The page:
Something Deadly
by Rachel Lee, contemporary (2004)
MIRA, $6.50, ISBN 0-7783-2004-9

One of the problems of being stuck in a country where internet connection is slow and I am forced to watch cable TV to pass the time is that I watched more Hallmark TV movies these last two weeks than in my entire last year. Before I read Something Deadly, I am still reeling from a really awful TV movie about how a family dog overcomes cancer and changes her owners' lives. A dog overcoming cancer? That's really low even for Hallmark when it comes to plumbing manipulative and exploitative materials for bad TV tearjerkers.

Then comes Rachel Lee's Something Deadly. Its prologue indicates some of the good things to come: the many dogs in this story will get to tell parts of the story from their points-of-view. What works very well for me in Disney's Homeward Bound (the original one - the sequel is terrible) does not work in this book at all. And I love dogs!

The main problem for me is that Ms Lee treats the dogs in this story not as dogs but as extensions of their human owners. These dogs behave like loyal, unthinking servants, like Lassie with ten times the duty complex. I like happy, naughty dogs, maybe because the dogs I know are such dogs - they don't play fetch (we all agree that the game is stupid), they don't roll over unless it's to get me to scratch their tummy, and they certainly don't howl, "Noooo! Please don't leave me!" when they feel the Great Evil stealing their owners' soul. The dogs in this story aren't dogs as much as what the author believes that the dogs are thinking and behaving like, and in this case, the author makes the dogs too much like humorless, dour creatures that spent three years too long at doggie school.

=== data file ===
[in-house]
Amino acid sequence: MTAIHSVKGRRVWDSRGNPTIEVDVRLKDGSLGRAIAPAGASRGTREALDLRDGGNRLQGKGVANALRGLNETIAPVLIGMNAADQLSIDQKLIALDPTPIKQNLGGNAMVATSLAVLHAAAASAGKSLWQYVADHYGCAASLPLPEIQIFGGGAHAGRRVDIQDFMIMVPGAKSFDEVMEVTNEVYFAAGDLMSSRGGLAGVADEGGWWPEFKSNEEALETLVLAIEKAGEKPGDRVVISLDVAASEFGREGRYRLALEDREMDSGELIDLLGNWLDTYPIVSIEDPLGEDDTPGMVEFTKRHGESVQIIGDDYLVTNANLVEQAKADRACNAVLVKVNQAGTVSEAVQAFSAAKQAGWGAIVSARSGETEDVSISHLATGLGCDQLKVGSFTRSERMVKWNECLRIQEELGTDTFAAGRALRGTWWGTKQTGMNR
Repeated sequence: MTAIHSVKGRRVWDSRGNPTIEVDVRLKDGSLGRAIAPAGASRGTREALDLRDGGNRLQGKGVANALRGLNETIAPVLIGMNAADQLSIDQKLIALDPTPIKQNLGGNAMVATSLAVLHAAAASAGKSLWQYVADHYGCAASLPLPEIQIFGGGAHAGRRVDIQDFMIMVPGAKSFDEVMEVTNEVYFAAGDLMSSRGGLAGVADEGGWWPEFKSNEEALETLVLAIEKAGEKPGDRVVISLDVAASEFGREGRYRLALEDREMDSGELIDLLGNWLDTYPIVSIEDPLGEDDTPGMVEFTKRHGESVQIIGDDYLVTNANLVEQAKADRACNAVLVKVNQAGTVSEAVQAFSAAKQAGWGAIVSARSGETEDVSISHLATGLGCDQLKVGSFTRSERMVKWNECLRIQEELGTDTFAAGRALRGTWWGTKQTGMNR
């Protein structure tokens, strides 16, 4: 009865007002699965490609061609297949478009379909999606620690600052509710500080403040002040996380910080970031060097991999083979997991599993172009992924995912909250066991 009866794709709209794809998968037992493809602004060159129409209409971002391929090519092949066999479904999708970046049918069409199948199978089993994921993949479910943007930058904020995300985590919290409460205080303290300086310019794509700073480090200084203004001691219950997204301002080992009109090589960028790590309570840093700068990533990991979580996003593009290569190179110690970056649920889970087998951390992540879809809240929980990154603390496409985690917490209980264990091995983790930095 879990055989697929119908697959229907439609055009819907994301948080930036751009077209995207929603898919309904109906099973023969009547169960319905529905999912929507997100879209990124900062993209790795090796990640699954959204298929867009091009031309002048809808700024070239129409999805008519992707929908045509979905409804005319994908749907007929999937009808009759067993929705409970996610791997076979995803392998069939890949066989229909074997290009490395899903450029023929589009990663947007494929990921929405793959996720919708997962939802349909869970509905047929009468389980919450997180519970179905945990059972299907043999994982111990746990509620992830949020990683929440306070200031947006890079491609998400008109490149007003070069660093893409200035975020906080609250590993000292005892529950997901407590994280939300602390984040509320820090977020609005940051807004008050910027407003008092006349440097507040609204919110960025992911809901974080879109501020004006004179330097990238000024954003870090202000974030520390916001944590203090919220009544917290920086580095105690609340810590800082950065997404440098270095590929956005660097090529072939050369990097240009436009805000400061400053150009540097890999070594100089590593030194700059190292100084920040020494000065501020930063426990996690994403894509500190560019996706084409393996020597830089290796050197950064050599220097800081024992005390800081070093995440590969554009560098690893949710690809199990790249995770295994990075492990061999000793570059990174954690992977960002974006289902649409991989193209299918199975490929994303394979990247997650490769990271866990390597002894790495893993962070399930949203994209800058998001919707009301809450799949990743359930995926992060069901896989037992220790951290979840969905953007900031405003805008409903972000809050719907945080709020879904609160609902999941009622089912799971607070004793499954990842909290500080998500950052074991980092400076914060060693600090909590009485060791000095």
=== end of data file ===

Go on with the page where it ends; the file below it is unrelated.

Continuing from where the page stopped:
And besides, dogs howling for their masters like some pathetic, helpless nitwits make me laugh. The prologue leaves me in stitches but that's not the effect Ms Lee is looking for, so that's rather unfortunate.

This inability of me to read through a doggie's point of view in Something Deadly without laughing like a loon and reading aloud the passages in question to the annoyed-looking pomeranian Elsie at my brother's place is really a pity because otherwise, this story is a pretty decent romantic suspense. For one, the main characters are free from the usual tired baggages so many romance authors believe their romantic suspense novels must have. The heroine Markie Cross is a vet in the island of San Martin while the hero is medical examiner Declan Quinn. They come together to investigate a series of deaths in San Martin. The victims suffer from a mysterious illness. Soon, they realize that all these strange events that disturb Markie's dogs and leave so many people dead are tied up to a legendary Great Evil that may have returned to wreck havoc on San Martin.

There are some unnecessary skanky sex scenes that do nothing for this story. With this coupled with the especially unfortunate unintentionally hilarious doggie points-of-view, Something Deadly is one story that I just cannot get into. While I find the story engaging enough to finish this book in one sitting, I do not particularly succeed in taking this story as seriously as I should have. I like Markie and Declan; they could have been a cute couple in a story that could have come straight out of the unfortunately axed Mysterious Ways (a less cynical and more sentimental The X-Files if you haven't caught it yet, which you should, because Adrian Pasdar is dreamy and the stories can really be very good). But those doggies just ain't doin' it for me, I'm afraid.

Rating: 74

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